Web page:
Duchenne Muscular Dystrophy (DMD) is a fatal genetic disease with very little public awareness. The Australian government does not yet have a DMD policy, i.e. unfortunately does not spend any money on researching it. That's why we started a health-related petition to our Senate. It became the most successful of its kind. We turned the petition signing into an emotional and inspiring web experience. And innovative robot technology allowed us to literally lend this cause a hand.

Launch the campaign
Published
May 2013
Topics

The Story

Duchenne Muscular Dystrophy (DMD) is a fatal genetic disease with very little public awareness. The Australian government does not yet have a DMD policy, i.e. unfortunately does not spend any money on researching it. That's why we started a health-related petition to our Senate. It became the most successful of its kind. We turned the petition signing into an emotional and inspiring web experience. And innovative robot technology allowed us to literally lend this cause a hand.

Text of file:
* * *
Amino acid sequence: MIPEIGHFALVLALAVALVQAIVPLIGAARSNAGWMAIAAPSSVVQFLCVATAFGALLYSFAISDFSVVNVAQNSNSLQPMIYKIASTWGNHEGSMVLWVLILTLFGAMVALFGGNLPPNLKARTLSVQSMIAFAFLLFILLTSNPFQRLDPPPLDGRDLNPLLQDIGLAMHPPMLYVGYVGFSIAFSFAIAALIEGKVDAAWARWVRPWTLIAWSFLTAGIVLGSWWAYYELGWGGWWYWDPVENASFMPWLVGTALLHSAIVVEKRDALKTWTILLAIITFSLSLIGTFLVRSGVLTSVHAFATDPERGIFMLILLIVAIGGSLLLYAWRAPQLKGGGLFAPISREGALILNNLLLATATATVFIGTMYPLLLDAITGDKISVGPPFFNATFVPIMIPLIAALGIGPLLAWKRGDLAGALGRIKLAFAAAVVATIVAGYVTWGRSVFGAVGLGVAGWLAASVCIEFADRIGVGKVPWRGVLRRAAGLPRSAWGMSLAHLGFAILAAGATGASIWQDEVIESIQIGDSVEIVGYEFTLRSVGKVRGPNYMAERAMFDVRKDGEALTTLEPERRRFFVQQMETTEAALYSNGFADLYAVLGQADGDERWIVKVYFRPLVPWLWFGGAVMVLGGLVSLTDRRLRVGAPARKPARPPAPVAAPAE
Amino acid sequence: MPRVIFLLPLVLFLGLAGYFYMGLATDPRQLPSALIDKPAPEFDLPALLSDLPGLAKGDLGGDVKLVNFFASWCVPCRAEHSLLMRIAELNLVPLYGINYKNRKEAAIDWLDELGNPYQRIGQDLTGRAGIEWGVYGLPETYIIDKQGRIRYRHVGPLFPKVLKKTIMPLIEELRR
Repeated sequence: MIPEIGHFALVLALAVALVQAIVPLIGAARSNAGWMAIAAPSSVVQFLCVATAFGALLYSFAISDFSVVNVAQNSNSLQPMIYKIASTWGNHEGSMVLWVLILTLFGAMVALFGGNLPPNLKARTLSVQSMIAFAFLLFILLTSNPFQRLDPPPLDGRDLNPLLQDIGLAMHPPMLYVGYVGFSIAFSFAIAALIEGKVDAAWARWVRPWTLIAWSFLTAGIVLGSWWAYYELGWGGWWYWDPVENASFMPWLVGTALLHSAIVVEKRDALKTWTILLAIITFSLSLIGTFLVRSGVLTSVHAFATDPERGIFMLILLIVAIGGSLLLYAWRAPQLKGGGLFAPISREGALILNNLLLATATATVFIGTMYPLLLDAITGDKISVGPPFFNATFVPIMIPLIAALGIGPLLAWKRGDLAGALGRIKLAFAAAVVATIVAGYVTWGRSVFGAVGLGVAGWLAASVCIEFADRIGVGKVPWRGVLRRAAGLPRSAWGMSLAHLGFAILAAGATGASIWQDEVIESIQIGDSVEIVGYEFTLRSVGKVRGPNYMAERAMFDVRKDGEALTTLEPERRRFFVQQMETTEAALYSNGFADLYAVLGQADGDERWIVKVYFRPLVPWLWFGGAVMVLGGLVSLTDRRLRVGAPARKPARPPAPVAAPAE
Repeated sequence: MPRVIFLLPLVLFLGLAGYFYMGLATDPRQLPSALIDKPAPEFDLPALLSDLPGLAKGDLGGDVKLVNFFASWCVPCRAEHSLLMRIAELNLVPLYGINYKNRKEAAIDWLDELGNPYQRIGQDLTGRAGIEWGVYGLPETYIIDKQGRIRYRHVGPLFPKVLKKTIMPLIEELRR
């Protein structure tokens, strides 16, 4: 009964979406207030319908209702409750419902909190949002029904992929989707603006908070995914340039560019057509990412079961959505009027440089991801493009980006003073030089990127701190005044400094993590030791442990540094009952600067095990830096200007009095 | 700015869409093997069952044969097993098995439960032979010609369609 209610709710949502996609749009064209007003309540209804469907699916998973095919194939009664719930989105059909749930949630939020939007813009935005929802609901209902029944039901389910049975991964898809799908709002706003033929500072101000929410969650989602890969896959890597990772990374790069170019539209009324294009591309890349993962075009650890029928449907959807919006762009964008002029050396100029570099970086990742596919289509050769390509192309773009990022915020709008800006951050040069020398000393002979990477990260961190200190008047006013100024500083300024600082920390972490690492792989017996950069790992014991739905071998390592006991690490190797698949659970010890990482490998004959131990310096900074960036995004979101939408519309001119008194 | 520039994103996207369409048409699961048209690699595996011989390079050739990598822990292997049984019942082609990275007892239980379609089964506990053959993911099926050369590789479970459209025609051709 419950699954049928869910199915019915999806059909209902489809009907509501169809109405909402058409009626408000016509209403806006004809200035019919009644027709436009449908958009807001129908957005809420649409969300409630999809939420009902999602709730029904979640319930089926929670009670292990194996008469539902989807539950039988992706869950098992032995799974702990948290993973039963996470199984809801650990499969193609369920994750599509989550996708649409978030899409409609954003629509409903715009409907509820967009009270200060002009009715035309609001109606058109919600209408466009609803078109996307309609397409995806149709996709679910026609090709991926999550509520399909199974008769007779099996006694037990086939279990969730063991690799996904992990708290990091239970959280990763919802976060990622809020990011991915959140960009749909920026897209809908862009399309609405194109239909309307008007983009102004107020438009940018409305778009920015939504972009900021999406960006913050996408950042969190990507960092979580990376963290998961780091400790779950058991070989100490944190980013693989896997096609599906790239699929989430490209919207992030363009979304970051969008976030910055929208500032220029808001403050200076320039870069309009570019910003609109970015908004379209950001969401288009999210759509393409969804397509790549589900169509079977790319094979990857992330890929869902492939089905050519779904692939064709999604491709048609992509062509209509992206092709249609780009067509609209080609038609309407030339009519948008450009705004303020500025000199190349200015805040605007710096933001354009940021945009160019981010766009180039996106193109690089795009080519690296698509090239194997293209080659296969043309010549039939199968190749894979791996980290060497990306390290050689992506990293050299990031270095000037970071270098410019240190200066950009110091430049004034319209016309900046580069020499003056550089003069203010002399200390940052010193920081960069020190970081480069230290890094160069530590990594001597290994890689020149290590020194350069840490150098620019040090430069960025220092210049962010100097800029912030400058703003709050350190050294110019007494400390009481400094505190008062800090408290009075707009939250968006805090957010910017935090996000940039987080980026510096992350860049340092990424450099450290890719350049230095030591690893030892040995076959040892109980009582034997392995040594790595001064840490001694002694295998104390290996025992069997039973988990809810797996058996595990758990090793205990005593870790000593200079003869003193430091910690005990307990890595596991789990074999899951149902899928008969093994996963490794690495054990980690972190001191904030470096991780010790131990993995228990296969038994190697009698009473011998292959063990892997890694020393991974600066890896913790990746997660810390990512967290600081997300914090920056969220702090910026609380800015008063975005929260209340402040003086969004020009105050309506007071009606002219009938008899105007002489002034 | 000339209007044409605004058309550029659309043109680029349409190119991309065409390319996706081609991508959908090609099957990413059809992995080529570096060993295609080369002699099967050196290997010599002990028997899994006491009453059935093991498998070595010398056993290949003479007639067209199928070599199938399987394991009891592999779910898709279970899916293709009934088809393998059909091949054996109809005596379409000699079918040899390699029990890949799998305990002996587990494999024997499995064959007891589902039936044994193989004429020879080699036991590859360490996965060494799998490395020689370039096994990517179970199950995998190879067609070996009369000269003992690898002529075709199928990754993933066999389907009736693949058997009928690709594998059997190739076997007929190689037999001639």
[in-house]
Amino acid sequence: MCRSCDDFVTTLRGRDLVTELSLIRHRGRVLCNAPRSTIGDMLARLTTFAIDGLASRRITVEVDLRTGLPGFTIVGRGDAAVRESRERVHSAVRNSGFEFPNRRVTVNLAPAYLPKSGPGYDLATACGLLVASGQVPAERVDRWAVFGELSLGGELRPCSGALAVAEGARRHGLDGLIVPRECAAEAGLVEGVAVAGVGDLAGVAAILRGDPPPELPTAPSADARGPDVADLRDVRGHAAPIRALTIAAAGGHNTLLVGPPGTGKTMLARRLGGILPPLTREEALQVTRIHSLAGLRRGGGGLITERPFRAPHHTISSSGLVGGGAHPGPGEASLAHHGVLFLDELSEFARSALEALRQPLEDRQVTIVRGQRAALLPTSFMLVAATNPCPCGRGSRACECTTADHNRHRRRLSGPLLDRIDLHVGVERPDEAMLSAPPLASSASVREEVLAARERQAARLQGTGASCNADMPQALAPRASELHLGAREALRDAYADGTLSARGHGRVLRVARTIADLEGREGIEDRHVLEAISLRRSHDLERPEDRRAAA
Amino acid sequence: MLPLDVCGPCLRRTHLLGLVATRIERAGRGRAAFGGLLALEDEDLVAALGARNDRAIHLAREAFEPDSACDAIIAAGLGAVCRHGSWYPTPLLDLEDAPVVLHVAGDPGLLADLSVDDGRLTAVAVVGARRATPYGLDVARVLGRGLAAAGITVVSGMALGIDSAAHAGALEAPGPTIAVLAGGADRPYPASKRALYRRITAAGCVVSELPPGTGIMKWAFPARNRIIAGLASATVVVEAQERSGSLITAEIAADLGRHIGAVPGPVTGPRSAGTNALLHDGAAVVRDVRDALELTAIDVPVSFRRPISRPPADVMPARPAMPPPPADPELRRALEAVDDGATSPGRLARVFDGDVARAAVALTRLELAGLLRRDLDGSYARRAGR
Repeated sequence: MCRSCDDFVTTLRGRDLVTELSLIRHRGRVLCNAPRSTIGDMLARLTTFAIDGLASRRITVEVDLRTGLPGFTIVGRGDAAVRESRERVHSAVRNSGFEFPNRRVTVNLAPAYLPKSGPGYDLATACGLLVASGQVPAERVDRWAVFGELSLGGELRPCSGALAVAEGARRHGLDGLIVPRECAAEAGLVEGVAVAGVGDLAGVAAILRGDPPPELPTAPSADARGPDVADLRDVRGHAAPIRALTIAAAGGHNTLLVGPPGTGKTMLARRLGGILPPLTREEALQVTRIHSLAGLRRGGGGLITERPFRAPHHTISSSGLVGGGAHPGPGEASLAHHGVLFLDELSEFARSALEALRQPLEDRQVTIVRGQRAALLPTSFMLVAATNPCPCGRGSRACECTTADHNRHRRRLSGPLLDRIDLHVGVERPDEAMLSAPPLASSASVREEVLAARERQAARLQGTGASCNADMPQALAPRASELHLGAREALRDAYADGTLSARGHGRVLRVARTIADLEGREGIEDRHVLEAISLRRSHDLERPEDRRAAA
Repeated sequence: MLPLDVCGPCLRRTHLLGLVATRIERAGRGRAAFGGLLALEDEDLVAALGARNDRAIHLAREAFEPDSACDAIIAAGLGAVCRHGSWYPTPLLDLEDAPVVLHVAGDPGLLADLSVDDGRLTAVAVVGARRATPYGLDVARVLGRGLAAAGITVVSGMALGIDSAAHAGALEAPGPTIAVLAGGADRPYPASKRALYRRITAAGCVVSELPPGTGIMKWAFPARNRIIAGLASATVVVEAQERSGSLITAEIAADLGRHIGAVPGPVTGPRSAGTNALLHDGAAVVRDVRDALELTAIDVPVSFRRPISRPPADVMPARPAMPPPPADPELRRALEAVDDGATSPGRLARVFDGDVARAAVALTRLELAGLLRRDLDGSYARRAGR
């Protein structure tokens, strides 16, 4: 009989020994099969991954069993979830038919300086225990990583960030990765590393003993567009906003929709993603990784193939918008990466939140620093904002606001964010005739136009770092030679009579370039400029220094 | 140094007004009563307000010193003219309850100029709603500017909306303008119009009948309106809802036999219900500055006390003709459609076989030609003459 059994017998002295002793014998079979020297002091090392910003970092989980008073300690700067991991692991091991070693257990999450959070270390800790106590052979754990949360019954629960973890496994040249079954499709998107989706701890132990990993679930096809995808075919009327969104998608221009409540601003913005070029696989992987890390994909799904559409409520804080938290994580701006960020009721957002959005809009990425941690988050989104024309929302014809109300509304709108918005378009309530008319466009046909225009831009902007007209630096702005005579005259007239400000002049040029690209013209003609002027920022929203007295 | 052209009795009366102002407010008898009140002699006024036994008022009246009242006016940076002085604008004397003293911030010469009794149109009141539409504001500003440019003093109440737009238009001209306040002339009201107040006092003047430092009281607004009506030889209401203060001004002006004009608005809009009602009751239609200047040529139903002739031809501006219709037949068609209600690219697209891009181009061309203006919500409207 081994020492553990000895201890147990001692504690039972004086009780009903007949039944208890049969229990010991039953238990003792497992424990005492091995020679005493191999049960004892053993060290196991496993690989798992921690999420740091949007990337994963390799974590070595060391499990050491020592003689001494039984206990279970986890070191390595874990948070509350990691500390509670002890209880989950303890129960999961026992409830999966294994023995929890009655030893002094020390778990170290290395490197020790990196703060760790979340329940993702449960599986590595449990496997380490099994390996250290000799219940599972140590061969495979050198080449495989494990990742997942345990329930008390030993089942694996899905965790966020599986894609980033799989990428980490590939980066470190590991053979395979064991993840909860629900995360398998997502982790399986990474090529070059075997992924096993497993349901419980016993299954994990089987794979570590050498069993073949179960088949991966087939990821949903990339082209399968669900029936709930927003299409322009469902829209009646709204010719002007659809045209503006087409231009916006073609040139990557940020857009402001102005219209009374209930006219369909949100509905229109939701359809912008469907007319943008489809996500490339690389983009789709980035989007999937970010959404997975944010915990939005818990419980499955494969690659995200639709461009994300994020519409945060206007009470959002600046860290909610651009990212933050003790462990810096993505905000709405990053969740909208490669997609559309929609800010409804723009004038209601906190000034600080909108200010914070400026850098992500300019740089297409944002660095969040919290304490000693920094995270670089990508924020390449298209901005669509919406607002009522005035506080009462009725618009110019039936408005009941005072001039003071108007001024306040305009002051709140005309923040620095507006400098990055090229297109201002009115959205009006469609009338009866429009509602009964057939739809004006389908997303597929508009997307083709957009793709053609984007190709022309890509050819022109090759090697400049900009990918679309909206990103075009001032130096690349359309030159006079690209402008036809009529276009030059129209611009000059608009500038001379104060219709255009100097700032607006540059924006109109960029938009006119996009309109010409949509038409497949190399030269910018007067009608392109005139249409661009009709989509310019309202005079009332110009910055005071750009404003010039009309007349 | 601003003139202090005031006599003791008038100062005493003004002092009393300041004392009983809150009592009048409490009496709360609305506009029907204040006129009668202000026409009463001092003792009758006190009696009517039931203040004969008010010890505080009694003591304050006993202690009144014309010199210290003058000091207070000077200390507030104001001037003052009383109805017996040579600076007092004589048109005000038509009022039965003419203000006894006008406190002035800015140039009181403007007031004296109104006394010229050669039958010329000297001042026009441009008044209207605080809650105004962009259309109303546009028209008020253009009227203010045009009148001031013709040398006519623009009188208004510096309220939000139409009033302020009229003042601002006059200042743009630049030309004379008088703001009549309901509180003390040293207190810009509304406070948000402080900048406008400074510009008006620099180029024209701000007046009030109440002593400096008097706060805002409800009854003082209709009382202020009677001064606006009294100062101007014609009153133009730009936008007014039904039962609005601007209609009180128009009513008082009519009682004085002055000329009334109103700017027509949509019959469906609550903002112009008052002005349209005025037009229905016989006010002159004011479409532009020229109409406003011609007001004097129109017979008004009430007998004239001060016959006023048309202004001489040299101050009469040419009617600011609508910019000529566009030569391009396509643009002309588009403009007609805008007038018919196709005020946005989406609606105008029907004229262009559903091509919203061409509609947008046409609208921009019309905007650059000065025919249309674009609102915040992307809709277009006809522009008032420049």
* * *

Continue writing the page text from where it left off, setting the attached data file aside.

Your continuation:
We created a remote-controlled robotic arm as a metaphor for the loss of arm muscles in DMD patients. Australians could activate the arm by signing in with their Facebook account, at home or standing right in front of it from their phones. Via a live video stream users could see their name being signed, in a typeface derived from the handwriting of a DMD-affected child, Jacob Lancaster. A photo of the signature was posted onto the users' Facebook walls, spreading their support instantly among friends.

The Technology

The Results

We reached 20,000 signatures in 10 days, effectively clearing the threshold for petitions to the Australian Senate. Our campaign has been the most successful Australian health-related petition to date and featured in most major national newspapers and television stations. Even more impressive is its high conversion rate: an astonishing 48% of all 65,000 unique visitors completed their Facebook Connect and became official supporters.

31590

signatures

0.48

conversion rate

2

million Facebook impressions

Launch Date 27 March 2013